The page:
Turnbull defeats Abbott to become Australian PM

September 14, 2015 12:16 pm


Malcolm Turnbull said he triggered the election because he felt Australia needed a "different style of leadership"/AFP
Malcolm Turnbull said he triggered the election because he felt Australia needed a “different style of leadership”/AFP
SYDNEY, Australia, Sep 14 – Australian conservative Prime Minister Tony Abbott was dramatically ousted Monday in a snap party vote forced by challenger Malcolm Turnbull, a millionaire former banker who will become the nation’s new leader.

Abbott, who came to power in a decisive general election victory in 2013, was forced into a leadership ballot among his Liberal Party colleagues after Turnbull said the coalition government faced defeat without change at the top.

“I will be a candidate and I expect to win,” Abbott said ahead of the ballot, before losing 44 to 54.

Foreign Minister Julie Bishop, who had reportedly sided with Turnbull to call on Abbott to quit earlier in the day, retained her position as deputy leader of the Liberal Party by 70 votes to 30.

In the current parliament, whoever leads the Liberal Party becomes prime minister as head of the conservative coalition in which it is the senior partner.

It is not the first time in recent years that an Australian prime minister has been removed by a party room coup, with Labour premiers Kevin Rudd and Julia Gillard both suffering the same fate in 2010 and 2013 respectively.

Moves against the unpopular Abbott had been in the works for months.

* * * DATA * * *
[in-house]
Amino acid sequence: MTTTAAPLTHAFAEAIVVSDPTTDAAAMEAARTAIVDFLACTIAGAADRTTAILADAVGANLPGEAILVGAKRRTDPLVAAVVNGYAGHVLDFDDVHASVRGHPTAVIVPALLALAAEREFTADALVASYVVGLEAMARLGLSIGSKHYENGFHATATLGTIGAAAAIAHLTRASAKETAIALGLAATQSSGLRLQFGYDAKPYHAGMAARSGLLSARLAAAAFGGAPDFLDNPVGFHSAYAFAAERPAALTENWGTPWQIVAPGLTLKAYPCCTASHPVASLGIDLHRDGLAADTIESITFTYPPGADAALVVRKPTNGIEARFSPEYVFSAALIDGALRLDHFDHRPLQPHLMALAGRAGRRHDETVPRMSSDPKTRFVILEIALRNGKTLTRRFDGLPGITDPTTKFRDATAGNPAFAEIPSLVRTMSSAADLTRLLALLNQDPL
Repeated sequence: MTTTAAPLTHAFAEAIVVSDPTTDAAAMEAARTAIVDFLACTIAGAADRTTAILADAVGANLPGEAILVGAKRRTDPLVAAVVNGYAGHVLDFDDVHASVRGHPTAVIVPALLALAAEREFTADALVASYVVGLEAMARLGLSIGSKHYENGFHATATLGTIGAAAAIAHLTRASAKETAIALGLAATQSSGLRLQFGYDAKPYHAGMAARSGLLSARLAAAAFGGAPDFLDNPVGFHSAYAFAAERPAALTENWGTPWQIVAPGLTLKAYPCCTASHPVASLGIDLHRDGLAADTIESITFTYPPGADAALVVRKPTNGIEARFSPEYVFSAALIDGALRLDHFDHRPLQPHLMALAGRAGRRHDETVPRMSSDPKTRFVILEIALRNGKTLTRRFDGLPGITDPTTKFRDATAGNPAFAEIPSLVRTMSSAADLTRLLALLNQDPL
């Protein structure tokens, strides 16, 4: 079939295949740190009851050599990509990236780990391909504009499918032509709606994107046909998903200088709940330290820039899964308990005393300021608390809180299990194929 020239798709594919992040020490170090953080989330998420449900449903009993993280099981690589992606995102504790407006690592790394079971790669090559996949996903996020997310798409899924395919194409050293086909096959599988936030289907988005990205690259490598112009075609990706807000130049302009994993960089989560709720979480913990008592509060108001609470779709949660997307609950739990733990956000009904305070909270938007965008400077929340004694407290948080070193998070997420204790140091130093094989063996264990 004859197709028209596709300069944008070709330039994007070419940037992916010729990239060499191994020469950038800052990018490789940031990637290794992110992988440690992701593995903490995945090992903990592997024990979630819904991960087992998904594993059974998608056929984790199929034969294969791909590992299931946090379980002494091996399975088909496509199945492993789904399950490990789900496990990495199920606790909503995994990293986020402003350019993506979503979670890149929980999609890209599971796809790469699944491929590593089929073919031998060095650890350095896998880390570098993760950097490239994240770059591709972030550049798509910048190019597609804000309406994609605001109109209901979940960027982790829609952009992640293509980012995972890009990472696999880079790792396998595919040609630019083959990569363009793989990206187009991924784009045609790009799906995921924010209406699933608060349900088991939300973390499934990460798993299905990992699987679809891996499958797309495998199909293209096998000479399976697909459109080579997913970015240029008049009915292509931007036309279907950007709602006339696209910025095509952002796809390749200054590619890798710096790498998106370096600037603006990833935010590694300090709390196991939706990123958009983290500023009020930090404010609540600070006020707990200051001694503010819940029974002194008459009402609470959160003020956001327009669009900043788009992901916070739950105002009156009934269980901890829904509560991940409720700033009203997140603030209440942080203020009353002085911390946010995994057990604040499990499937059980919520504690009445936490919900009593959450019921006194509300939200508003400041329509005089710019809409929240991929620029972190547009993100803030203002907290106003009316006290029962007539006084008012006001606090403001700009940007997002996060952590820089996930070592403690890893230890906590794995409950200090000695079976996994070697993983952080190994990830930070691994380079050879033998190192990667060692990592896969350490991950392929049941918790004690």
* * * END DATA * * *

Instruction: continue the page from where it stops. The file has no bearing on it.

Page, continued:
He survived a leadership challenge in February after poor polling, policy backflips and an unpopular budget generated a backbench revolt, fuelled by questions about the prime minister’s judgement.

No challenger emerged then, after a vote on whether there should be a leadership contest was defeated 61 to 39.

But in the months since, Abbott has failed to turn around the polls, bolster the economy or stop damaging leaks from within his party.

Turnbull, a former barrister and entrepreneur who represents an upmarket Sydney electorate, argued earlier Monday that the government’s message was not getting through and that a new, more open, approach was needed.

The popular communications minister, long considered one of the most credible alternatives to Abbott, quit the cabinet in a shock move that triggered the party ballot.

“This course of action has been urged on me by many people over a long period of time,” Turnbull said ahead of the vote. “We need a different style of leadership.”

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